Service in a Time of Rapid Change: When Change Comes Fast and Hard, Your Culture Better Be Strong

Profile photo of Dave Prus
Dave Prus, Assistant Vice President, Customer Care Center, State Farm

– Written by Elizabeth Farquhar for the Center for Services Leadership

After the World Health Organization declared a pandemic on March 11, State Farm shifted into catastrophe mode. By March 20 everyone was working at home. It was a remarkably nimble move for a large company where relatively few had been working remotely in the past. Part of the reason the move went so well is culture.

“We were extremely sensitive to the health and safety of our representatives and to the impact on our customers,” said Dave Prus, assistant vice president – customer care center. “We’re accustomed to dealing with natural disasters,” he commented, and employees rallied. “Our good neighbor mantra really came to life.”

Prus had two jobs: move out the 300 internal call center employees who are responsible for help desk support to the rest of the company, and transition 3,000 call center representatives to home or remote working locations. All had been working at State Farm’s four buildings on Tempe Town Lake in Tempe, Arizona, and similar facilities in three other cities.

What followed has been “the most interesting 90 days of my 20 years at State Farm,” Prus said. State Farm was able to fundamentally change its workspace while providing tech support to 120,000 employees, agents and their team members, and earning high customer experience scores at the call center. Unscheduled absences decreased, and productivity increased.

Demand for technology support increased dramatically due to the unprecedented company-wide move, so the 300-person internal tech support team moved out first—making the transition home in two days. The team is a resource to State Farm’s 60,000 employees and 19,000 agents, including the 40,000 more who work for the agents. That’s 120,000 in all. Prus said 800 State Farm employees volunteered to take some of the calls — a good thing, because call volume tripled overnight as call center employees began migrating home.

The 3,000 call center representatives vacated the offices in stages. Representatives packed up desktop computers or laptops, monitors and headsets. Each system had to be loaded the software to navigate the State Farm’s secure network through a VPN connection.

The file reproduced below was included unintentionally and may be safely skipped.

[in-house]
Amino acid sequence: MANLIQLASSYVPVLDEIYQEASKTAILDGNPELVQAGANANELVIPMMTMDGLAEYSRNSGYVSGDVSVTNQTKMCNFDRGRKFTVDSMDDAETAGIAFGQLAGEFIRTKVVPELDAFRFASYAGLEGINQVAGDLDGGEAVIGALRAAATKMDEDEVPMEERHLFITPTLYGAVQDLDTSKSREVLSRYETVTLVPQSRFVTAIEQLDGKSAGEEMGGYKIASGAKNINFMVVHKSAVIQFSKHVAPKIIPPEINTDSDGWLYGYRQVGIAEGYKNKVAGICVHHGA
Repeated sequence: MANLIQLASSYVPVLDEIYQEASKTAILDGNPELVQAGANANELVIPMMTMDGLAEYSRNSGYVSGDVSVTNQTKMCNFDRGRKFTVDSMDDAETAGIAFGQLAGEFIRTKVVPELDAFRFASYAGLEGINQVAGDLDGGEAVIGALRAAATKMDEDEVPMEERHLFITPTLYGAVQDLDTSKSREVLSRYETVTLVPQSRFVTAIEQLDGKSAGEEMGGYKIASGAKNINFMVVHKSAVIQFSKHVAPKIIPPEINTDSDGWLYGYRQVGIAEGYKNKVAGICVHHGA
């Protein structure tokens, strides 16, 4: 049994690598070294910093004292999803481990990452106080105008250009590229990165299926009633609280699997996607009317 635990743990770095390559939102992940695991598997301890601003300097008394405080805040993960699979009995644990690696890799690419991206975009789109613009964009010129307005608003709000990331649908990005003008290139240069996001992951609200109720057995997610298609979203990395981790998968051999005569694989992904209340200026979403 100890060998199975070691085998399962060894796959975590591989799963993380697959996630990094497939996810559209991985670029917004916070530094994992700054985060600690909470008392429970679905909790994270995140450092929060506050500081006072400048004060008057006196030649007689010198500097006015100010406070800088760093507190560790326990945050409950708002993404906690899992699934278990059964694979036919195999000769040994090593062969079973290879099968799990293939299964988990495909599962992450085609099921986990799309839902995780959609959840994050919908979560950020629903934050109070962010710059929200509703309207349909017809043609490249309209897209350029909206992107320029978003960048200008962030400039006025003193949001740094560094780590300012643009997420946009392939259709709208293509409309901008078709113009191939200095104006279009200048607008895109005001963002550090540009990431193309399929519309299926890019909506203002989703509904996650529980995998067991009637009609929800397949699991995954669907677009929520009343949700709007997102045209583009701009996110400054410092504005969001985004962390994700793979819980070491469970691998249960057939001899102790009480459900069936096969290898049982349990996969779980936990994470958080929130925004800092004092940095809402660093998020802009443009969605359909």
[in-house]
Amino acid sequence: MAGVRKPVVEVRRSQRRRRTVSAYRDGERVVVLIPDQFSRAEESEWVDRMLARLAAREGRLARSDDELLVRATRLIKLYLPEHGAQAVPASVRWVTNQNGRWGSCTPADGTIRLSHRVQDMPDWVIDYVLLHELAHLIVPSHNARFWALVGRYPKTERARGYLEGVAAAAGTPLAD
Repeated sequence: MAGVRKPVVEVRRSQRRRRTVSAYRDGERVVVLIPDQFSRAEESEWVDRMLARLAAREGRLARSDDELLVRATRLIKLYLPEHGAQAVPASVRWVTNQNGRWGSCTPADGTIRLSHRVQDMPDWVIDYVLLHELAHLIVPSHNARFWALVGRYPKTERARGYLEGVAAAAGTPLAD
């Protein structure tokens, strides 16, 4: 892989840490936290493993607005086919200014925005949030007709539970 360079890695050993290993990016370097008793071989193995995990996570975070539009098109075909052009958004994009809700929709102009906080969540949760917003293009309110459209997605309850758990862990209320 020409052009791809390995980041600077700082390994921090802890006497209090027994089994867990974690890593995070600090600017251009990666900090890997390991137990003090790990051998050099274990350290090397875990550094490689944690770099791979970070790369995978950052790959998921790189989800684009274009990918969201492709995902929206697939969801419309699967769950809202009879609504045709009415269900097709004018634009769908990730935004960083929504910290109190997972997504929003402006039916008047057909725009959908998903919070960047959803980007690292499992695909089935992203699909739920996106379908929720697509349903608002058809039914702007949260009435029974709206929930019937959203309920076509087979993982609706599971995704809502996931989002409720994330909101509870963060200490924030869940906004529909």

The vast majority set up remote workspaces at home. Some took their desk chair, too, and a few needed a table. Very few were unable to work due to conditions at home. 

Beginning early in the emergency, Prus was seeing a favorable customer response in email surveys. “We received a fifteen percent response rate and our customers stated that they were more satisfied with State Farm’s service than they were before the crises,” he said. Representatives were highly empathetic with customers. “Everyone I’ve talked to has said they are working harder than ever before,” he said.

At the time of writing, Prus said the company was spending a lot of time planning for the return to the office, which will happen in small waves. Following the guidance of the CDC and social distancing will remain a priority.  There are lots of details to figure out such as social distancing on elevators. 

The insurance business will face challenges going forward: customers who deferred paying their premiums may find it difficult to catch up; people are driving less now, and that trend may endure if work-at-home emerges as an effective model.

Meantime, State Farm learned about the strength of its culture of caring. A senior executive at State Farm summed it up: “The pandemic did not define who State Farm is – the pandemic revealed who State Farm is.”


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